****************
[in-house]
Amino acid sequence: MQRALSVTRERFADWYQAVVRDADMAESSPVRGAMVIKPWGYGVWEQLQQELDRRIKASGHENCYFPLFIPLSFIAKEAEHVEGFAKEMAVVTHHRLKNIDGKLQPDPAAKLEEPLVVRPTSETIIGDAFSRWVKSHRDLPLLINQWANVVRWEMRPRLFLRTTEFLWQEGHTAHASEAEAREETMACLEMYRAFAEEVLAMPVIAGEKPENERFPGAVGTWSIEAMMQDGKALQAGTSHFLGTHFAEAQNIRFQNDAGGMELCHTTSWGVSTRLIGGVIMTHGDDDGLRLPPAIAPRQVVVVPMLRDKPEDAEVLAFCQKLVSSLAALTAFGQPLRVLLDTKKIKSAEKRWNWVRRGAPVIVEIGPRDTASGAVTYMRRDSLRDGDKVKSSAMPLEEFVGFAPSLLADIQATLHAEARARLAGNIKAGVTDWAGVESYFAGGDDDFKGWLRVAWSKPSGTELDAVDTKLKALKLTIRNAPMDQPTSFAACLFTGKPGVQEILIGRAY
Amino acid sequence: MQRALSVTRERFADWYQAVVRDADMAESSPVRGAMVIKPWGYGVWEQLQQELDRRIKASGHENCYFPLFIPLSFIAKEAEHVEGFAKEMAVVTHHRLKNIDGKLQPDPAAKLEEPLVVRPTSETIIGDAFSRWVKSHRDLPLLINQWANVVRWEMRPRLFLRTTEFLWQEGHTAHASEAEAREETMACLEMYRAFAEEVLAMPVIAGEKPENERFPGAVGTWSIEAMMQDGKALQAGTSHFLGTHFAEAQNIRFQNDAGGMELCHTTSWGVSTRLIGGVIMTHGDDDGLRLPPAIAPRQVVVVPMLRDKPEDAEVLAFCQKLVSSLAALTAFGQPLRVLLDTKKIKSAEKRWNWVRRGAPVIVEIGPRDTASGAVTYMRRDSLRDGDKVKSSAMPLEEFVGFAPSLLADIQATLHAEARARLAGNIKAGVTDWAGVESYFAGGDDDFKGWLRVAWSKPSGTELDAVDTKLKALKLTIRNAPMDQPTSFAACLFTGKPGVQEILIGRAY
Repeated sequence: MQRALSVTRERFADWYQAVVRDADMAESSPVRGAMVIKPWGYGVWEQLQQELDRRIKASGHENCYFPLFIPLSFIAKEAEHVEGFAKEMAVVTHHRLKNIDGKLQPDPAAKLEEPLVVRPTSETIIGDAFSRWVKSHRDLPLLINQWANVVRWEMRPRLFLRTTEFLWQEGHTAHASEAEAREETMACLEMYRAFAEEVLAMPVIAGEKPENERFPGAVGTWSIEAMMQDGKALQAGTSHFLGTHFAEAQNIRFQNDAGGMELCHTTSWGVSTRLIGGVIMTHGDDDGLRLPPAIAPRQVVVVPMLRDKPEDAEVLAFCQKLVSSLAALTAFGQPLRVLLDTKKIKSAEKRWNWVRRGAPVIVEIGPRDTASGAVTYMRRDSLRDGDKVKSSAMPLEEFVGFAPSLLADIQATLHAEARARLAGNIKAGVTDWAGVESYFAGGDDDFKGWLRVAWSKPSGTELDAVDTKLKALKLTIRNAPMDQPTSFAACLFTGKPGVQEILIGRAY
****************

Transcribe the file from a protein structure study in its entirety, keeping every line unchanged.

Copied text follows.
[in-house]
Amino acid sequence: MQRALSVTRERFADWYQAVVRDADMAESSPVRGAMVIKPWGYGVWEQLQQELDRRIKASGHENCYFPLFIPLSFIAKEAEHVEGFAKEMAVVTHHRLKNIDGKLQPDPAAKLEEPLVVRPTSETIIGDAFSRWVKSHRDLPLLINQWANVVRWEMRPRLFLRTTEFLWQEGHTAHASEAEAREETMACLEMYRAFAEEVLAMPVIAGEKPENERFPGAVGTWSIEAMMQDGKALQAGTSHFLGTHFAEAQNIRFQNDAGGMELCHTTSWGVSTRLIGGVIMTHGDDDGLRLPPAIAPRQVVVVPMLRDKPEDAEVLAFCQKLVSSLAALTAFGQPLRVLLDTKKIKSAEKRWNWVRRGAPVIVEIGPRDTASGAVTYMRRDSLRDGDKVKSSAMPLEEFVGFAPSLLADIQATLHAEARARLAGNIKAGVTDWAGVESYFAGGDDDFKGWLRVAWSKPSGTELDAVDTKLKALKLTIRNAPMDQPTSFAACLFTGKPGVQEILIGRAY
Amino acid sequence: MQRALSVTRERFADWYQAVVRDADMAESSPVRGAMVIKPWGYGVWEQLQQELDRRIKASGHENCYFPLFIPLSFIAKEAEHVEGFAKEMAVVTHHRLKNIDGKLQPDPAAKLEEPLVVRPTSETIIGDAFSRWVKSHRDLPLLINQWANVVRWEMRPRLFLRTTEFLWQEGHTAHASEAEAREETMACLEMYRAFAEEVLAMPVIAGEKPENERFPGAVGTWSIEAMMQDGKALQAGTSHFLGTHFAEAQNIRFQNDAGGMELCHTTSWGVSTRLIGGVIMTHGDDDGLRLPPAIAPRQVVVVPMLRDKPEDAEVLAFCQKLVSSLAALTAFGQPLRVLLDTKKIKSAEKRWNWVRRGAPVIVEIGPRDTASGAVTYMRRDSLRDGDKVKSSAMPLEEFVGFAPSLLADIQATLHAEARARLAGNIKAGVTDWAGVESYFAGGDDDFKGWLRVAWSKPSGTELDAVDTKLKALKLTIRNAPMDQPTSFAACLFTGKPGVQEILIGRAY
Repeated sequence: MQRALSVTRERFADWYQAVVRDADMAESSPVRGAMVIKPWGYGVWEQLQQELDRRIKASGHENCYFPLFIPLSFIAKEAEHVEGFAKEMAVVTHHRLKNIDGKLQPDPAAKLEEPLVVRPTSETIIGDAFSRWVKSHRDLPLLINQWANVVRWEMRPRLFLRTTEFLWQEGHTAHASEAEAREETMACLEMYRAFAEEVLAMPVIAGEKPENERFPGAVGTWSIEAMMQDGKALQAGTSHFLGTHFAEAQNIRFQNDAGGMELCHTTSWGVSTRLIGGVIMTHGDDDGLRLPPAIAPRQVVVVPMLRDKPEDAEVLAFCQKLVSSLAALTAFGQPLRVLLDTKKIKSAEKRWNWVRRGAPVIVEIGPRDTASGAVTYMRRDSLRDGDKVKSSAMPLEEFVGFAPSLLADIQATLHAEARARLAGNIKAGVTDWAGVESYFAGGDDDFKGWLRVAWSKPSGTELDAVDTKLKALKLTIRNAPMDQPTSFAACLFTGKPGVQEILIGRAY